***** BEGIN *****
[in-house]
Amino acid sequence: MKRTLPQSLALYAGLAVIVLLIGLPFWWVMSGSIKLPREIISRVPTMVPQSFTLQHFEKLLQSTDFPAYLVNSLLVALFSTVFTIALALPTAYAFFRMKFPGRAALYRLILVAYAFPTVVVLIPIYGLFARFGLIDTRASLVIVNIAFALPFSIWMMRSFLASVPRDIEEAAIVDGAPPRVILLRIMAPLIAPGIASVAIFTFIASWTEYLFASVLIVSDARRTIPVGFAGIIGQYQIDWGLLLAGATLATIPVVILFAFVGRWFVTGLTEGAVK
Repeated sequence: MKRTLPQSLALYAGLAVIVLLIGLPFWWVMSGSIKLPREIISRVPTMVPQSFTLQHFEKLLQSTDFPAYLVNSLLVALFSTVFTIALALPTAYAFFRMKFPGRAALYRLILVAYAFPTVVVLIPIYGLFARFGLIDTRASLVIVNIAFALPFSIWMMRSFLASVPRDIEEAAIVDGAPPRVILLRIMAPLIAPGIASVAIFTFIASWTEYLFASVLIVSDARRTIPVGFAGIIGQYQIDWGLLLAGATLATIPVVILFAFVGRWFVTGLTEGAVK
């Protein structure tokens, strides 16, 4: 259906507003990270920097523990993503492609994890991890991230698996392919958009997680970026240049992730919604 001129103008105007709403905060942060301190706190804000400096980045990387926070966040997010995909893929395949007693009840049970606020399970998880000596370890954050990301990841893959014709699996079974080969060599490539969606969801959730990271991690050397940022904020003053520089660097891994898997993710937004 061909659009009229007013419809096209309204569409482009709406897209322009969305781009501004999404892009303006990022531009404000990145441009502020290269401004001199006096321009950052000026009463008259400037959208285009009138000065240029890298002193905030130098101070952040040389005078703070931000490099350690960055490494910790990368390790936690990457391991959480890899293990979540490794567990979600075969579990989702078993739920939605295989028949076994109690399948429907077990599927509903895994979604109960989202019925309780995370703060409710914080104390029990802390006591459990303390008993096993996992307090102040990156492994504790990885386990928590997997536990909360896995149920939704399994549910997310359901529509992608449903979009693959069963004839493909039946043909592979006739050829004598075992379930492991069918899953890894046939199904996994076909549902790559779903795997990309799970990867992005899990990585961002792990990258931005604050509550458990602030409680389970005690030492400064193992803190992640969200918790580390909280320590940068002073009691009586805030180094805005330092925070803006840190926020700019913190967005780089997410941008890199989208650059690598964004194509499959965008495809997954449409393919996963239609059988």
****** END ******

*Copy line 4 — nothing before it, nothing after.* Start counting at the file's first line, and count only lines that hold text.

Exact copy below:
């Protein structure tokens, strides 16, 4: 259906507003990270920097523990993503492609994890991890991230698996392919958009997680970026240049992730919604 001129103008105007709403905060942060301190706190804000400096980045990387926070966040997010995909893929395949007693009840049970606020399970998880000596370890954050990301990841893959014709699996079974080969060599490539969606969801959730990271991690050397940022904020003053520089660097891994898997993710937004 061909659009009229007013419809096209309204569409482009709406897209322009969305781009501004999404892009303006990022531009404000990145441009502020290269401004001199006096321009950052000026009463008259400037959208285009009138000065240029890298002193905030130098101070952040040389005078703070931000490099350690960055490494910790990368390790936690990457391991959480890899293990979540490794567990979600075969579990989702078993739920939605295989028949076994109690399948429907077990599927509903895994979604109960989202019925309780995370703060409710914080104390029990802390006591459990303390008993096993996992307090102040990156492994504790990885386990928590997997536990909360896995149920939704399994549910997310359901529509992608449903979009693959069963004839493909039946043909592979006739050829004598075992379930492991069918899953890894046939199904996994076909549902790559779903795997990309799970990867992005899990990585961002792990990258931005604050509550458990602030409680389970005690030492400064193992803190992640969200918790580390909280320590940068002073009691009586805030180094805005330092925070803006840190926020700019913190967005780089997410941008890199989208650059690598964004194509499959965008495809997954449409393919996963239609059988």